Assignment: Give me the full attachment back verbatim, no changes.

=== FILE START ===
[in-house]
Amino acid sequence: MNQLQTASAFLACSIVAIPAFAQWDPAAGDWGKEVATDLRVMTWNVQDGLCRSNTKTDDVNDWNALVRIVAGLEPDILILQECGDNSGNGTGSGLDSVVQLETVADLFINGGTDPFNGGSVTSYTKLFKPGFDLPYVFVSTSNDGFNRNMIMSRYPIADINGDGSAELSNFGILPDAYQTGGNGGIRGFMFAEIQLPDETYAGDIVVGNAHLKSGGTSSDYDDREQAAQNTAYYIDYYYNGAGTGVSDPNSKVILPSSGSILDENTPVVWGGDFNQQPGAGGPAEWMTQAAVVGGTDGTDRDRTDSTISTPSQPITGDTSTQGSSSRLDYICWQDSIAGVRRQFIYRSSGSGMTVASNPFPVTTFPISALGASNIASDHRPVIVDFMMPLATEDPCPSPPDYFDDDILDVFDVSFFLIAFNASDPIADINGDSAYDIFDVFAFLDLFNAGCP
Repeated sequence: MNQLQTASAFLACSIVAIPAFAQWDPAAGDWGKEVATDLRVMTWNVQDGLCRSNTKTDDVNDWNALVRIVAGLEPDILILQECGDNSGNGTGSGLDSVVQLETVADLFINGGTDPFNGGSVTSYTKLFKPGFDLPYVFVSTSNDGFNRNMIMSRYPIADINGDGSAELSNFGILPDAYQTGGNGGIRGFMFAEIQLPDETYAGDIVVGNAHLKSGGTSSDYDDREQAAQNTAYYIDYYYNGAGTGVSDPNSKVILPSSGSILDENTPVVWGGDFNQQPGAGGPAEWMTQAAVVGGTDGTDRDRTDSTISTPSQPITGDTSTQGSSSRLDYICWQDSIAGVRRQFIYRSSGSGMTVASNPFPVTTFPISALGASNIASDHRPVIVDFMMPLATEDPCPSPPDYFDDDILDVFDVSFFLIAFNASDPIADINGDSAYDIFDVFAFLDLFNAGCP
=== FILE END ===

[in-house]
Amino acid sequence: MNQLQTASAFLACSIVAIPAFAQWDPAAGDWGKEVATDLRVMTWNVQDGLCRSNTKTDDVNDWNALVRIVAGLEPDILILQECGDNSGNGTGSGLDSVVQLETVADLFINGGTDPFNGGSVTSYTKLFKPGFDLPYVFVSTSNDGFNRNMIMSRYPIADINGDGSAELSNFGILPDAYQTGGNGGIRGFMFAEIQLPDETYAGDIVVGNAHLKSGGTSSDYDDREQAAQNTAYYIDYYYNGAGTGVSDPNSKVILPSSGSILDENTPVVWGGDFNQQPGAGGPAEWMTQAAVVGGTDGTDRDRTDSTISTPSQPITGDTSTQGSSSRLDYICWQDSIAGVRRQFIYRSSGSGMTVASNPFPVTTFPISALGASNIASDHRPVIVDFMMPLATEDPCPSPPDYFDDDILDVFDVSFFLIAFNASDPIADINGDSAYDIFDVFAFLDLFNAGCP
Repeated sequence: MNQLQTASAFLACSIVAIPAFAQWDPAAGDWGKEVATDLRVMTWNVQDGLCRSNTKTDDVNDWNALVRIVAGLEPDILILQECGDNSGNGTGSGLDSVVQLETVADLFINGGTDPFNGGSVTSYTKLFKPGFDLPYVFVSTSNDGFNRNMIMSRYPIADINGDGSAELSNFGILPDAYQTGGNGGIRGFMFAEIQLPDETYAGDIVVGNAHLKSGGTSSDYDDREQAAQNTAYYIDYYYNGAGTGVSDPNSKVILPSSGSILDENTPVVWGGDFNQQPGAGGPAEWMTQAAVVGGTDGTDRDRTDSTISTPSQPITGDTSTQGSSSRLDYICWQDSIAGVRRQFIYRSSGSGMTVASNPFPVTTFPISALGASNIASDHRPVIVDFMMPLATEDPCPSPPDYFDDDILDVFDVSFFLIAFNASDPIADINGDSAYDIFDVFAFLDLFNAGCP